Comments on EPA's 2021 proposal are due by January 14, 2022. A virtual public hearing will be held on November 30, 2021, and December 1, 2021.
In the past, EPA has held mixed views on regulating methane emissions. In 2012, EPA spearheaded efforts to reduce methane emissions by requiring owners and operators to use "green completions," which are systems that reduce methane losses by capturing gas at the well head rather than releasing it or flaring it off. Later in 2016, EPA adopted a set of NSPS that aimed to control methane emissions from oil and natural gas production, processing, transmission, and storage facilities constructed or modified after September 18, 2015.
The 2016 NSPS mandated restrictions on gas venting and flaring at new oil wells and imposed more stringent leak detection and repair requirements at new gas wells, gathering and processing facilities, and transmission compressor stations. While the 2016 NSPS applied to new oil and gas sources only, EPA sought to collect data from oil and gas producers that would inform the development of emissions guidelines for existing sources-something that had never been done before. Further details regarding the 2016 NSPS rules can be found in our Commentary, "EPA Proposes New Methane Emission Regulations for the Oil and Gas Industry."
Leading another key federal effort to reduce methane emissions, the BLM adopted the Methane Waste Prevention Rule ("MWPR") in 2016, which limited methane emissions from both new and existing facilities on public land. Under the rule, BLM required 95 to 98% of gas produced from oil wells to be captured, in addition to requiring oil and gas facilities to meet heightened leak detection and repair standards.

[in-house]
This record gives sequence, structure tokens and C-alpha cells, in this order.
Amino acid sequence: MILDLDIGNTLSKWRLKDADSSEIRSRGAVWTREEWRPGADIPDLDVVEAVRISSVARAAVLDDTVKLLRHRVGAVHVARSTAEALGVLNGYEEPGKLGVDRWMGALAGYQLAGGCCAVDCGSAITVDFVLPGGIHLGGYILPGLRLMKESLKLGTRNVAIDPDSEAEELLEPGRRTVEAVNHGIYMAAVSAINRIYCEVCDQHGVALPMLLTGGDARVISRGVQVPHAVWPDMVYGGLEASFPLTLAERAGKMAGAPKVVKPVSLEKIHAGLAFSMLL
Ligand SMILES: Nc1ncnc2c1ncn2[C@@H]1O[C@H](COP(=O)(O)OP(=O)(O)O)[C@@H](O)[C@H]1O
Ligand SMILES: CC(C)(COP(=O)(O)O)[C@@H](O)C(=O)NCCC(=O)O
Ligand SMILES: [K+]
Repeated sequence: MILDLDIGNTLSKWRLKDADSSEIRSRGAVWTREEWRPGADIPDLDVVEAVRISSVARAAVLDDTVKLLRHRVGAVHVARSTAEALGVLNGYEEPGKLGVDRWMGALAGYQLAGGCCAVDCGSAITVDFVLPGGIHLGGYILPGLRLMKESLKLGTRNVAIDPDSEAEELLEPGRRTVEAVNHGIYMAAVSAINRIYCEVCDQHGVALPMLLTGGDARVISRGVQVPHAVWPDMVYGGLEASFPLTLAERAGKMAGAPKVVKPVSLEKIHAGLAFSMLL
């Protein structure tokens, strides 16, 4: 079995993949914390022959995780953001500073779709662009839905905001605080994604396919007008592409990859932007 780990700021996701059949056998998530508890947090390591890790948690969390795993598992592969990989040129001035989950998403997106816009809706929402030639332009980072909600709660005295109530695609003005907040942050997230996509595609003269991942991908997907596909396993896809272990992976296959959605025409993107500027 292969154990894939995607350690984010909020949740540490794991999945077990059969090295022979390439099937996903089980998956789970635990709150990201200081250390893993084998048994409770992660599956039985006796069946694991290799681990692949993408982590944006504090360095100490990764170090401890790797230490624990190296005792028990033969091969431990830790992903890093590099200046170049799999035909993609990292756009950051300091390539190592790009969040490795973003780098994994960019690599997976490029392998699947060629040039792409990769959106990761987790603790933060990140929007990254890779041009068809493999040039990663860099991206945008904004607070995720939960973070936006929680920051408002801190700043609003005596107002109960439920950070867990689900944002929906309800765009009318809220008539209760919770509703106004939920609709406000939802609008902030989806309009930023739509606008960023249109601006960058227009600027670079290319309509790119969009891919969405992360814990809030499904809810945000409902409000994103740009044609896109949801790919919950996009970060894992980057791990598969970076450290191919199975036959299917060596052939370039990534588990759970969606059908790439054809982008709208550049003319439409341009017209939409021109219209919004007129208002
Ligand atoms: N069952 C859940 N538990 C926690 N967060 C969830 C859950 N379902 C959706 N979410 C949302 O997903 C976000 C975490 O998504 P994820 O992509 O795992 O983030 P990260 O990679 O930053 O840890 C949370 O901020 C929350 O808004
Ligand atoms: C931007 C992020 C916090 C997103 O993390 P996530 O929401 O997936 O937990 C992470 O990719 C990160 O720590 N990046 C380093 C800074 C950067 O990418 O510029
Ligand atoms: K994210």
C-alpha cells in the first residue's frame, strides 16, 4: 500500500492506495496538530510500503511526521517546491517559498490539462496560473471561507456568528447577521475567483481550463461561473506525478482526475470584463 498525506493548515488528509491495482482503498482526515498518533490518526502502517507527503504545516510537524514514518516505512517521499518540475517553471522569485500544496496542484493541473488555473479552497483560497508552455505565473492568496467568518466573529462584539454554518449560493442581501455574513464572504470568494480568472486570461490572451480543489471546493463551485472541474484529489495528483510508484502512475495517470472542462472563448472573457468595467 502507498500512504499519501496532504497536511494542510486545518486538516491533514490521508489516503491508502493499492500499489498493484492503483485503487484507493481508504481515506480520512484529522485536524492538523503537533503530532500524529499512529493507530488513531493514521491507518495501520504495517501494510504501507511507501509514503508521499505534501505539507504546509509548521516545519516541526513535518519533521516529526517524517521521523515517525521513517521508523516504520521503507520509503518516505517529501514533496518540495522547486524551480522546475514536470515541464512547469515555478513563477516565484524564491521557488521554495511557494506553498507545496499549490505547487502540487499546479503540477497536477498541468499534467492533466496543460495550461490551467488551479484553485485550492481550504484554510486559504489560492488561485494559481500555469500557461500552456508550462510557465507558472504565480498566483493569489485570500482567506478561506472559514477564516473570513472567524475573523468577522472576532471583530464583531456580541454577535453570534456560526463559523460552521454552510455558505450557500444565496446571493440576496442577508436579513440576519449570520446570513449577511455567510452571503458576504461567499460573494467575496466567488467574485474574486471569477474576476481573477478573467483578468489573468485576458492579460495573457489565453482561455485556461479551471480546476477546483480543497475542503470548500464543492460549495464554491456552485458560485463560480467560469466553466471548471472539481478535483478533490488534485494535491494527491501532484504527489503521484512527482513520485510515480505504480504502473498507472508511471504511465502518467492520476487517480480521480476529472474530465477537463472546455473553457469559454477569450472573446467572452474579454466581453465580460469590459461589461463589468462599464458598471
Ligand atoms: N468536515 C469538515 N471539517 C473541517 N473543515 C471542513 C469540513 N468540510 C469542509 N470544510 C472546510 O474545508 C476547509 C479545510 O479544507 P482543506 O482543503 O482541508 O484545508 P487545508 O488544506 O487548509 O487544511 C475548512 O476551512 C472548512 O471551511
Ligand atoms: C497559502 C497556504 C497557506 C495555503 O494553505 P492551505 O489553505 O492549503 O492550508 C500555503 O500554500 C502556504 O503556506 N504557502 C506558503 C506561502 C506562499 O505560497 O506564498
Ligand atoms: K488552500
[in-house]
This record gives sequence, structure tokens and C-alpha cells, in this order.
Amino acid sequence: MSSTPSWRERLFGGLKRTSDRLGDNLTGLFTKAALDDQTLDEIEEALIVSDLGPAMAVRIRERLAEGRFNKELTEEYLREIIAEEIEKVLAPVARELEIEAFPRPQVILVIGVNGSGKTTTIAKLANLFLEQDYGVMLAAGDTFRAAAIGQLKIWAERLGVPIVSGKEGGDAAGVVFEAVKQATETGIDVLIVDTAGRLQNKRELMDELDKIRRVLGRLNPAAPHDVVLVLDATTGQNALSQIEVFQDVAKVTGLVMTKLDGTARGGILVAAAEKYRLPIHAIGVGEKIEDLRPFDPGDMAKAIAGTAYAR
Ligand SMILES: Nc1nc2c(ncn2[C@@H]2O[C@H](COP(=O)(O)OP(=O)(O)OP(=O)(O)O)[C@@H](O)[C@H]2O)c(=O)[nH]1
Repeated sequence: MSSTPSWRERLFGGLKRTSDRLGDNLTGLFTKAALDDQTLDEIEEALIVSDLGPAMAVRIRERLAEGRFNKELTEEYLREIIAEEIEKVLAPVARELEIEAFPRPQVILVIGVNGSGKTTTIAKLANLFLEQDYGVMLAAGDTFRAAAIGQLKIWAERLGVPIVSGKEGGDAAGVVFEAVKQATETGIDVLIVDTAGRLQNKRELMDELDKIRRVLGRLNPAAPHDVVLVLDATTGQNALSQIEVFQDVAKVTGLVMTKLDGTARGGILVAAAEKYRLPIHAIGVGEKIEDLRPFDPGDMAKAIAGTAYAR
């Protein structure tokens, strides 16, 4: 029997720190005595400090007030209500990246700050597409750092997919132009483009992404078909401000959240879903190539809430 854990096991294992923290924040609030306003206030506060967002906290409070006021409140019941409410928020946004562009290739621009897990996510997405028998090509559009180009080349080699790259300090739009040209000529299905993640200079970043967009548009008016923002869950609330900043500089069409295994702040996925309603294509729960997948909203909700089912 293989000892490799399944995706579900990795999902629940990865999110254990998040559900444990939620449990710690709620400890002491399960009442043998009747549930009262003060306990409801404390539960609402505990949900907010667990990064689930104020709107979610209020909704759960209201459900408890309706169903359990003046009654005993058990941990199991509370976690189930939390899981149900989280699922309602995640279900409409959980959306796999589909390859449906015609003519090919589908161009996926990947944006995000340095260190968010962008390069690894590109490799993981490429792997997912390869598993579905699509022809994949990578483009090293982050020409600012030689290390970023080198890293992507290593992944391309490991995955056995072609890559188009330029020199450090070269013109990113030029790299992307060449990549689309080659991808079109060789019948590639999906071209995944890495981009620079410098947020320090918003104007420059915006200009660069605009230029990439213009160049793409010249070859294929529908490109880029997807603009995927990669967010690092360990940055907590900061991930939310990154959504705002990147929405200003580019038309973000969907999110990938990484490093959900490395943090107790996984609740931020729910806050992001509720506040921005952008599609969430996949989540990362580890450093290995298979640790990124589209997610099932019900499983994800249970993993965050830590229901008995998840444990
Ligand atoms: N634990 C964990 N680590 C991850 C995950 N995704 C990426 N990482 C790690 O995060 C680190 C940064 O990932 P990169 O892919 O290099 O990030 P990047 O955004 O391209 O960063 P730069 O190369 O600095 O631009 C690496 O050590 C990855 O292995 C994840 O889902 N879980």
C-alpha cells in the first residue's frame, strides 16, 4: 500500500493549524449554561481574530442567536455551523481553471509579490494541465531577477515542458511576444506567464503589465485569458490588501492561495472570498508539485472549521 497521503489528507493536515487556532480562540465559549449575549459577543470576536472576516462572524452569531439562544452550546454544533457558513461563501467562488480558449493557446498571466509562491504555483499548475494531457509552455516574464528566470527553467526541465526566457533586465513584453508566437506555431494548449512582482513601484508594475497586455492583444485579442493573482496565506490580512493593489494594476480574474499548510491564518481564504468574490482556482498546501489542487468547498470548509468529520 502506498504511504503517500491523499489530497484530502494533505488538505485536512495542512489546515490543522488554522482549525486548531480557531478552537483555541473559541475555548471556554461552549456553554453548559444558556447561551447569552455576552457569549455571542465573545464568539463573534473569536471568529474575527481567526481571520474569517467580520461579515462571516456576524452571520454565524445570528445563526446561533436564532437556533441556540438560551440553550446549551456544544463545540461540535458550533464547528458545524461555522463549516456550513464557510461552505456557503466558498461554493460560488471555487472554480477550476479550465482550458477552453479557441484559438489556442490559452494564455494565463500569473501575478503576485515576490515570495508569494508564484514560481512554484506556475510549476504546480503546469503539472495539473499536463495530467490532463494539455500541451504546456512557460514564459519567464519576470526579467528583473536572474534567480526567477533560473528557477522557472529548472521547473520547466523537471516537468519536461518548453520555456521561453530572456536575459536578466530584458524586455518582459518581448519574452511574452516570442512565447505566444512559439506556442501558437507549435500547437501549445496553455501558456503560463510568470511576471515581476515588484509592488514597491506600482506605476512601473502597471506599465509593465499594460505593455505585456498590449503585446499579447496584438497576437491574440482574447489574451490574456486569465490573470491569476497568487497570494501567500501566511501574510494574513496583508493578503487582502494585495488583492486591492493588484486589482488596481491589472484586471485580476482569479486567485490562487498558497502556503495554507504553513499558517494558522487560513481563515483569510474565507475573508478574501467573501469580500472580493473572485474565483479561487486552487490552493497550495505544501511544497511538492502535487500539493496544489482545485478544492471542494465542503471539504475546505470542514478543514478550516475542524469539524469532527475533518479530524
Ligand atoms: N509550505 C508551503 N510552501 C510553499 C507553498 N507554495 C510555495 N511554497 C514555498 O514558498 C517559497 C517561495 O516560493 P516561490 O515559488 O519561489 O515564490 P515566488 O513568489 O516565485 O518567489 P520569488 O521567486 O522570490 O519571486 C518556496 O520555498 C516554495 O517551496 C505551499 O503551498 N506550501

Pursuant to Executive Order 13783, EPA reviewed both the 2016 NSPS and MWPR in 2017, concluding that the federal regulations were largely redundant of state efforts. On the basis of this conclusion, EPA rescinded many of the 2016 NSPS and MWRP methane emissions requirements related to production and processing, including gas capture targets, certain emission sources at well sites, and leak detection and repair requirements.
A Congressional Review Act joint resolution of Congress passed in 2020 and signed into law by President Biden in June 2021 rescinded the Trump-era rollback. Further, a federal court in the Northern District of California has vacated BLM's rescission of key MWPR provisions on the grounds that the rollback "ignored its statutory mandate under the Mineral Leasing Act," among other justifications. EPA has since reinstated the 2016 NSPS for oil and natural gas facilities constructed or modified after September 18, 2015, renewing federal commitments to reduce methane emissions in effort to combat climate change.
Four Key Takeaways
- EPA's proposal would increase regulation on methane emissions from new oil and gas wells, and for the first time regulate emissions from existing wells.
- In addition, BLM's proposed regulations target the reduction of methane emissions from oil and gas activities on federal lands, and the Department of Transportation has proposed standards aimed at reducing methane leaks from pipelines.
- Depending on the nature of the oil and gas activity, the proposed rules would require businesses to implement a range of compliance measures ranging from periodic optical gas imaging monitoring and repair to 95% control of methane emissions.
- The scope of EPA's authority to regulate greenhouse gas emissions from existing power plants is currently under review by the U.S. Supreme Court. A decision is expected mid-2022.